'Plastics' a key word in several Vermont bills

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BENNINGTON — A word state lawmakers might hear often this session is the same one Dustin Hoffman's character famously heard in "The Graduate" — plastics.

"Plastics really is a focus now," said Paul Burns, executive director of Vermont Public Interest Research Group.

He was referring to a half-dozen bills before the Legislature relating to the pollution and resource management issues largely attributable to ubiquitous drink and food containers and single-use bags.

Burns said lawmakers are becoming more aware that plastics waste "is a plague on our planet, that we are virtually drowning in the stuff ... This is a very real threat to our environment, and to human beings as well."

That growing awareness, he said, has created "an incentive among policy-makers that is very strong."

The chief interest for VPIRG, Burns said, is on "restrictions on the sale side for single-use plastics. We think that is the direction we need to go."

It is now generally acknowledged that "we can't recycle our way out of this," he said, adding, "The answer is to use less."

Burns said of plastics waste, "This stuff will be around for hundreds of years, but it is used [on average] for just five minutes. If the Pilgrims had come here with plastic containers, we would still see them."

Several bills

Among bills before the Legislature are proposals calling for a ban on single-use plastic shopping bags — something a number of communities have passed or are considering; a ban on most uses of polystyrene (foam); and reintroduction of a bill expanding the state's 1970s-era "bottle bill," hiking the deposit from 5 to 10 cents and adding containers holding sports drinks, teas, water, wine drinks and other drinks that were not prevalent when the original legislation was enacted.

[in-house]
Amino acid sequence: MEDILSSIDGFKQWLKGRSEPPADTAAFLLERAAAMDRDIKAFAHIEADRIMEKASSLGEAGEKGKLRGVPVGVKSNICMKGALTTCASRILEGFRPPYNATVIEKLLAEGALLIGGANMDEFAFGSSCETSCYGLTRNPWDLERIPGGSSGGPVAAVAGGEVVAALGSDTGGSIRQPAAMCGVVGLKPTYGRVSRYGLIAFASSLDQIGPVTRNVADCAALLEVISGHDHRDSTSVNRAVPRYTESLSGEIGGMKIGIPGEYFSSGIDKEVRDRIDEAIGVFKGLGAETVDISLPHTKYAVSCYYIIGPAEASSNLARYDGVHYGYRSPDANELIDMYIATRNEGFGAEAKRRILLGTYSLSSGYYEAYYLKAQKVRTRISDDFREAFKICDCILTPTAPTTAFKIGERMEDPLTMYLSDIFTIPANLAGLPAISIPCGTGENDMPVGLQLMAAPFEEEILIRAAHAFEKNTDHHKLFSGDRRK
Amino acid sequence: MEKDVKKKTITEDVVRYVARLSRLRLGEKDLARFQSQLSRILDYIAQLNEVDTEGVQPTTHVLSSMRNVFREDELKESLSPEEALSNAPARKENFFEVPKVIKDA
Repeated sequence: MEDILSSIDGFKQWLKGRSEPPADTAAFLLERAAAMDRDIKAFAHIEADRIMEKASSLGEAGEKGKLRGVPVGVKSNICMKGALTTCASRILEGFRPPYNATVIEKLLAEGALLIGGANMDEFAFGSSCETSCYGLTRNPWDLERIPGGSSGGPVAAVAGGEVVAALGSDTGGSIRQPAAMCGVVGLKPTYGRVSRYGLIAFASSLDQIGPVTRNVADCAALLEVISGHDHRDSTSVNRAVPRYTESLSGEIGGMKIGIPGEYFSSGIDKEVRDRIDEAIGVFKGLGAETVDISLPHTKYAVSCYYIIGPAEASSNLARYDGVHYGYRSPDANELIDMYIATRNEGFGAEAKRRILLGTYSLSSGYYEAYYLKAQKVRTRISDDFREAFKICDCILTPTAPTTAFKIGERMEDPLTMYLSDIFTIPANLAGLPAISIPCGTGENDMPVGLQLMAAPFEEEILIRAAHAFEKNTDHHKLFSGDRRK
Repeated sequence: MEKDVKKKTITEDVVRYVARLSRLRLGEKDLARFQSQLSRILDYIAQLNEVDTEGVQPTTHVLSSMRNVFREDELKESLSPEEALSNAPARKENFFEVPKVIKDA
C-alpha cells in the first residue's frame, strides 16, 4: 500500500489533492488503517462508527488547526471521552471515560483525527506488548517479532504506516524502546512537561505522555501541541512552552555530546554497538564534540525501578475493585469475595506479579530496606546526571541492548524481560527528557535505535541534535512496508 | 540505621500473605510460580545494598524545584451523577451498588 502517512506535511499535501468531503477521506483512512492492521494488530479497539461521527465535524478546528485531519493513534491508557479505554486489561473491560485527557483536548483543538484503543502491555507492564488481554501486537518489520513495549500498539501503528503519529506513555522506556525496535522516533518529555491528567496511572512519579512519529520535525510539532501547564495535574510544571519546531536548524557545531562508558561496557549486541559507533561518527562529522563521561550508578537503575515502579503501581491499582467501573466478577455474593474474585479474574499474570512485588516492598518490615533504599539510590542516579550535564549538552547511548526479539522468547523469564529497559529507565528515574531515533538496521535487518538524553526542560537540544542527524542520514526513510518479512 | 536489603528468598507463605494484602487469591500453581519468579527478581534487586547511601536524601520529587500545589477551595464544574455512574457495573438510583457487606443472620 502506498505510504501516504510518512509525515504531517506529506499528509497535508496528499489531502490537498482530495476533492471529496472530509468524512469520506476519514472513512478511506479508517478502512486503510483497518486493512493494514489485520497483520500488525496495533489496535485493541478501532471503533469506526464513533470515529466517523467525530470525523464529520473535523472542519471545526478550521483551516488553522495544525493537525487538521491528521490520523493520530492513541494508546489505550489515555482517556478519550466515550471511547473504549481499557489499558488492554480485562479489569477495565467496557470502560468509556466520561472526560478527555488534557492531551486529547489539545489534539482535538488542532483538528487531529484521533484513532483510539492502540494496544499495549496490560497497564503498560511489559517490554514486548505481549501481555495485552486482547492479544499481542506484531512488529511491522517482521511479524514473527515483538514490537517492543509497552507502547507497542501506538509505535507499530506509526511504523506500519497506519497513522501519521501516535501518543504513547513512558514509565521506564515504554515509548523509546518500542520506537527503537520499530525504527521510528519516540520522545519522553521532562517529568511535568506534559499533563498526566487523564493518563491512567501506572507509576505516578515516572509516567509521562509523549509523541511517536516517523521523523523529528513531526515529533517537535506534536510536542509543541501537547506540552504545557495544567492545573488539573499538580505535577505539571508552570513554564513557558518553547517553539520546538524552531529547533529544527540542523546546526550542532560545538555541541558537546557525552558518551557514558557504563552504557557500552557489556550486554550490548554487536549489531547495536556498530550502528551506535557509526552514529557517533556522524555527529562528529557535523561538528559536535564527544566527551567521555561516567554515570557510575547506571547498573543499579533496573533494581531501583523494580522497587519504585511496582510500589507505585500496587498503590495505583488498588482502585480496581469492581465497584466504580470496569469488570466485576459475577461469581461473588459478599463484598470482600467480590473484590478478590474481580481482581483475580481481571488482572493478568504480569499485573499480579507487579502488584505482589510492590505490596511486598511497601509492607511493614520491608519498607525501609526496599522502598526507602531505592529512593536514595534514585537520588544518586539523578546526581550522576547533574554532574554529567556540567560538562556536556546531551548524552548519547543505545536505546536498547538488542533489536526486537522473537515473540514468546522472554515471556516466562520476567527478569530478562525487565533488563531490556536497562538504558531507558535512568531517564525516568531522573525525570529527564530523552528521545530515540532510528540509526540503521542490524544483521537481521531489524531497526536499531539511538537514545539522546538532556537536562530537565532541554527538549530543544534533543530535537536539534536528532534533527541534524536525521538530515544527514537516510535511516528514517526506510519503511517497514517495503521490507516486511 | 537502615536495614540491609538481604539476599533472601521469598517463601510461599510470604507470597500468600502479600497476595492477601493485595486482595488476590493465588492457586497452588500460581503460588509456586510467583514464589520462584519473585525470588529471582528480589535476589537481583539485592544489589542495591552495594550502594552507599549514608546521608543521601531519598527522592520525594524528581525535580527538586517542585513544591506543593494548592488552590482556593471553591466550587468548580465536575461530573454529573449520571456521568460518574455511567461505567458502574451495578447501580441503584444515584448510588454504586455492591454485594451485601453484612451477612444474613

Another bill calls for a study of microplastics in Vermont streams, lakes, groundwater and drinking water supplies. That refers to broken down bits of plastic found throughout the environment, often gathering in streams and in the world's oceans, as well as in the fish that humans consume.

Microplastics also have been detected in several brands of bottled water, and the bill calls for assessing a sampling of those products.

"I think it strikes a chord," said Rep. David Durfee, D-Shaftsbury, a co-sponsor of the microplastics bill, H.55. "I think this is because it deals with the safety of our drinking water, which is an issue that has come up in Bennington — not just with an issue like PFOA but in the testing for lead in school drinking water."

He added, "I hope this bill will draw a little more attention to just what happens to plastics (in the environment)."

A study of microplastics in Vermont could answer some outstanding questions, Durfee said, especially concerning the potential effects on health.

"So, let's find out," he said.

Advocate enthused

"First, I think they are all forward-minded bills, and I am very excited that our state Legislature is taking action on these important environmental and public health matters," said Elizabeth Schumacher, who has been working with Climate Advocates of Bennington, which proposes a plastic bag ban in the town.

"I think it is great that they are planning to study microplastic contamination in our water and environment," she said. "Water quality has been a huge issue nowadays with lead, PFOA, etc.; it is a major concern that is critical to our public health and vitality."

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She also praised efforts to control polystyrene use, but added, "Again it is a step forward, but I wish we could ban polystyrene foam altogether and find eco-friendly solutions instead of encapsulating the polystyrene."